PubMed ID
15763498 View in PubMed
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CD8+ alphabeta T cells can mediate late airway responses and airway eosinophilia in rats.

https://arctichealth.org/en/permalink/ahliterature57391
Source
J Allergy Clin Immunol. 2004 Dec;114(6):1345-52
Publication Type
Article
Date
Dec-2004
Author
Susumu Isogai
Rame Taha
Meiyo Tamaoka
Yasuyuki Yoshizawa
Qutayba Hamid
James G Martin
Author Affiliation
Department of Medicine, McGill University, Montreal, Quebec, Canada.
Source
J Allergy Clin Immunol. 2004 Dec;114(6):1345-52
Date
Dec-2004
Language
English
Publication Type
Article
Keywords
Adoptive Transfer
Animals
Bronchoalveolar Lavage Fluid - immunology
CD8-Positive T-Lymphocytes - immunology
Cytokines - biosynthesis
Eosinophilia - etiology
Lung Diseases - etiology
Male
Ovalbumin - immunology
Rats
Rats, Inbred BN
Receptors, Antigen, T-Cell, alpha-beta - analysis
Research Support, Non-U.S. Gov't
Abstract
BACKGROUND: The function of CD8+ T-cell subsets in mediating late allergic responses is incompletely understood. OBJECTIVE: We sought to test the hypothesis that CD8+ alphabeta T cells are proinflammatory in the airways in vivo by using a well-characterized animal model and the technique of adoptive transfer. METHODS: Brown Norway rats were administered CD8 + alphabeta T cells (10 6 ) intraperitoneally purified from lymph node cells of either naive or ovalbumin (OVA)-sensitized rats and were challenged with aerosolized OVA 2 days later. Control rats were sensitized to 100 mug of OVA in Al(OH) 3 subcutaneously or sham sensitized to saline and were OVA challenged 2 weeks later. RESULTS: The OVA-sensitized and OVA-challenged group and the recipients of OVA-primed CD8+ alphabeta T cells had significant late airway responses calculated from lung resistance measured for an 8-hour period after challenge compared with the naive CD8 + alphabeta T cell-transferred group and the sham-sensitized control group. The number of eosinophils in bronchoalveolar lavage fluid increased in the OVA-sensitized group and the OVA-primed CD8+ alphabeta T-cell recipients compared with numbers in the naive CD8+ alphabeta T-cell recipients and the sham-sensitized control group. IL-4 and IL-5 cytokine mRNA expression in bronchoalveolar lavage fluid increased in the OVA-sensitized group and the OVA-primed CD8+ alphabeta T-cell recipients compared with that in the sham-sensitized group. CONCLUSION: We conclude that antigen-primed CD8 + alphabeta T cells might have a proinflammatory role in allergen-driven airway responses in the rat.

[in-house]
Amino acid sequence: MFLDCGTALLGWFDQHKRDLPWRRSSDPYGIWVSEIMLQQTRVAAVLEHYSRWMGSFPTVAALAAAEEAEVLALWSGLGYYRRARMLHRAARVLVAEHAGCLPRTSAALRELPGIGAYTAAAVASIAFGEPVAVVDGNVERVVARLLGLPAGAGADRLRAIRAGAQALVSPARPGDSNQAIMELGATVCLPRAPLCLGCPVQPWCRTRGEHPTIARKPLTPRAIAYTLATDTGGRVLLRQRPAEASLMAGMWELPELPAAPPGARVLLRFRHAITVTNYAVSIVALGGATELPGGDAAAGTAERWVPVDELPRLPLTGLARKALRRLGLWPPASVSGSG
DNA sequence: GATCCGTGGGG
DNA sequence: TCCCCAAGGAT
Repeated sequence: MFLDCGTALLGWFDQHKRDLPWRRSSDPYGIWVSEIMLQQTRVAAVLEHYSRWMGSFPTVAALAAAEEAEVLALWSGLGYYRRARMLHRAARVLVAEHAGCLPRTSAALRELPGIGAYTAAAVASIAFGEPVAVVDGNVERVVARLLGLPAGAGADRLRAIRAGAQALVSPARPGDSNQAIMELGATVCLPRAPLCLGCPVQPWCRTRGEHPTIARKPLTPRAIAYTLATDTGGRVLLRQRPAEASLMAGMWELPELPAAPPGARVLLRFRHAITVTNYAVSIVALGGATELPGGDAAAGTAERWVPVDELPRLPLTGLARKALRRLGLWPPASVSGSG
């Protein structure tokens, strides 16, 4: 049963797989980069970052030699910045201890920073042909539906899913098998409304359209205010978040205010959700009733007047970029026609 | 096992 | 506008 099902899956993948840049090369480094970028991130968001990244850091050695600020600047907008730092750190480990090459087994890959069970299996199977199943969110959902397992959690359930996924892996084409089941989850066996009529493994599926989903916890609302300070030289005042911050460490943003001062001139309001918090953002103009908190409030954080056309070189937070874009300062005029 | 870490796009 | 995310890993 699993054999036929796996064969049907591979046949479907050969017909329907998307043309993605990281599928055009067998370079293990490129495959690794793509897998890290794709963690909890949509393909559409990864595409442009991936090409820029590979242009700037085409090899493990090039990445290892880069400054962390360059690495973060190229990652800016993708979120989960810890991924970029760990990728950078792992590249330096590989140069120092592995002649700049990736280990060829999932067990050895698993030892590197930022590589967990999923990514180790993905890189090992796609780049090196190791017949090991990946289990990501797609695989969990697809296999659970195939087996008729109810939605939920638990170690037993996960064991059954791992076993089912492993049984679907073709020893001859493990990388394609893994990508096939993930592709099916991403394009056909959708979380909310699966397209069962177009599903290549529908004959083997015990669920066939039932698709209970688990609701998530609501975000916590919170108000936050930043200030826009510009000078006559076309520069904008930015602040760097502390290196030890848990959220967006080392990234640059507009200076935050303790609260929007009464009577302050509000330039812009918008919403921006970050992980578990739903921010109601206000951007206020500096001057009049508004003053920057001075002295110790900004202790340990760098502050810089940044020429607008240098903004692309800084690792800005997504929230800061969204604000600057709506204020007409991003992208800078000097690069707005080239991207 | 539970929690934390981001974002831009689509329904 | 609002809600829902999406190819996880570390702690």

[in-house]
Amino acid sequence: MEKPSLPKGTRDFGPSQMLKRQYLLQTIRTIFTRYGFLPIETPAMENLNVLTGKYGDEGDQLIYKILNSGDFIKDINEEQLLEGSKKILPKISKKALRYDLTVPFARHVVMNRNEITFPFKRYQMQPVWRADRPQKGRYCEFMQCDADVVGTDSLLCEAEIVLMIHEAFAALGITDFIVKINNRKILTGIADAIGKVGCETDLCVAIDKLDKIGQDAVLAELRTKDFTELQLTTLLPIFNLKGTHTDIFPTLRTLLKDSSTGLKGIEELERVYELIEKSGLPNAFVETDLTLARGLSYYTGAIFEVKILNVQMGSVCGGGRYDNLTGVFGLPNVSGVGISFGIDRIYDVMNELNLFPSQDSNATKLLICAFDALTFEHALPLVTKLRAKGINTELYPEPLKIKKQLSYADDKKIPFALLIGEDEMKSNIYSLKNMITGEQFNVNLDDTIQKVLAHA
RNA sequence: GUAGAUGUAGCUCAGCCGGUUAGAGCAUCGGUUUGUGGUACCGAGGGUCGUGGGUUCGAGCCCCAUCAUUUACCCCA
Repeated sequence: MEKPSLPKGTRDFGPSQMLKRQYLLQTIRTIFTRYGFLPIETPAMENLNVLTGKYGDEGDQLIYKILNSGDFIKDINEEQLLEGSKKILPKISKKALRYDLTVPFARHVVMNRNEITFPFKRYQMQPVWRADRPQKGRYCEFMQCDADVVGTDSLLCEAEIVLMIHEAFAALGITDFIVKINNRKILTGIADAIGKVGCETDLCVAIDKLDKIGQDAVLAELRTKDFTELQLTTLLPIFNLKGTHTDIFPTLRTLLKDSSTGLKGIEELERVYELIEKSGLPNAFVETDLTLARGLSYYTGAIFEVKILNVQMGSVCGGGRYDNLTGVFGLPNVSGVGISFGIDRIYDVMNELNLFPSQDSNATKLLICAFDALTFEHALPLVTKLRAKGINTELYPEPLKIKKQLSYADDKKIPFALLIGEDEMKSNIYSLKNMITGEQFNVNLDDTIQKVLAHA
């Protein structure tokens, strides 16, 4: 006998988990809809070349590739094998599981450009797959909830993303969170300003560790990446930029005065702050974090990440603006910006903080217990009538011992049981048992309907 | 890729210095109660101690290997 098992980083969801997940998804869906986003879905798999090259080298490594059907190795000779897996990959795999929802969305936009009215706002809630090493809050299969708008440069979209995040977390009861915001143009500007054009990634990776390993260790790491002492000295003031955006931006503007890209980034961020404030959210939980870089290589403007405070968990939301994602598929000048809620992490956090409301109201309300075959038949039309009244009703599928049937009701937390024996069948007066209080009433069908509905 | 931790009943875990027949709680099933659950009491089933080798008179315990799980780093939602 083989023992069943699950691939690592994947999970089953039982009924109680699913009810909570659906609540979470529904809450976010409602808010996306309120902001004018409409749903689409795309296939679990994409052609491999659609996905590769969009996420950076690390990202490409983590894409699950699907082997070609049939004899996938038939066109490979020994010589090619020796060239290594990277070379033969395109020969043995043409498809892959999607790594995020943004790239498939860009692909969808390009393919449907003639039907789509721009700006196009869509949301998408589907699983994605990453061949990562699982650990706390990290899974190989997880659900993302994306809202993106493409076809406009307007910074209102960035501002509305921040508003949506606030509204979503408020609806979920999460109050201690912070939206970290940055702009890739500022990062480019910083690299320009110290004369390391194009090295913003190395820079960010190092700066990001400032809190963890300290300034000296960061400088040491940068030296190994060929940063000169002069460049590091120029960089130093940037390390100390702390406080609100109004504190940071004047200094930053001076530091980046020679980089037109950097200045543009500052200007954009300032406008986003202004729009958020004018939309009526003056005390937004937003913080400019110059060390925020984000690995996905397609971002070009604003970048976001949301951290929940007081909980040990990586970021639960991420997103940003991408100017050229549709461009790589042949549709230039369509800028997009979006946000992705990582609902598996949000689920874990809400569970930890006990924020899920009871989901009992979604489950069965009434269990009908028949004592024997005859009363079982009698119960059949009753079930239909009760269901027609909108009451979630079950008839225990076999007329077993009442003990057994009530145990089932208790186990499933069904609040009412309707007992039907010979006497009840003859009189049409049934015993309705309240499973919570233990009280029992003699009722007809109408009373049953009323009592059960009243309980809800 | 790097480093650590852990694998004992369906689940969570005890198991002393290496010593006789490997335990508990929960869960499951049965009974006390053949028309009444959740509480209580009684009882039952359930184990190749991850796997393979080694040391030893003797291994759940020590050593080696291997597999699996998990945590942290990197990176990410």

PubMed ID
15577833 View in PubMed
Less detail

CD8+ T cells modulate late allergic airway responses in Brown Norway rats.

https://arctichealth.org/en/permalink/ahliterature57532
Source
J Immunol. 1999 Nov 15;163(10):5574-81
Publication Type
Article
Date
Nov-15-1999
Author
M. Suzuki
R. Taha
D. Ihaku
Q. Hamid
J G Martin
Author Affiliation
Meakins-Christie Laboratories, Royal Victoria Hospital, McGill University, Montreal, Quebec, Canada.
Source
J Immunol. 1999 Nov 15;163(10):5574-81
Date
Nov-15-1999
Language
English
Publication Type
Article
Keywords
Adoptive Transfer
Animals
Bronchial Provocation Tests
Bronchoalveolar Lavage Fluid - cytology - immunology
CD8-Positive T-Lymphocytes - immunology - metabolism - transplantation
Cytokines - biosynthesis
Flow Cytometry
Hypersensitivity, Delayed - immunology
Immunoglobulin E - blood
Leukocytes, Mononuclear - cytology - immunology
Lymph Nodes - cytology - immunology - metabolism
Lymphocyte Count
Lymphocyte Subsets - cytology - immunology
Male
Ovalbumin - blood - immunology
Rats
Rats, Inbred BN
Research Support, Non-U.S. Gov't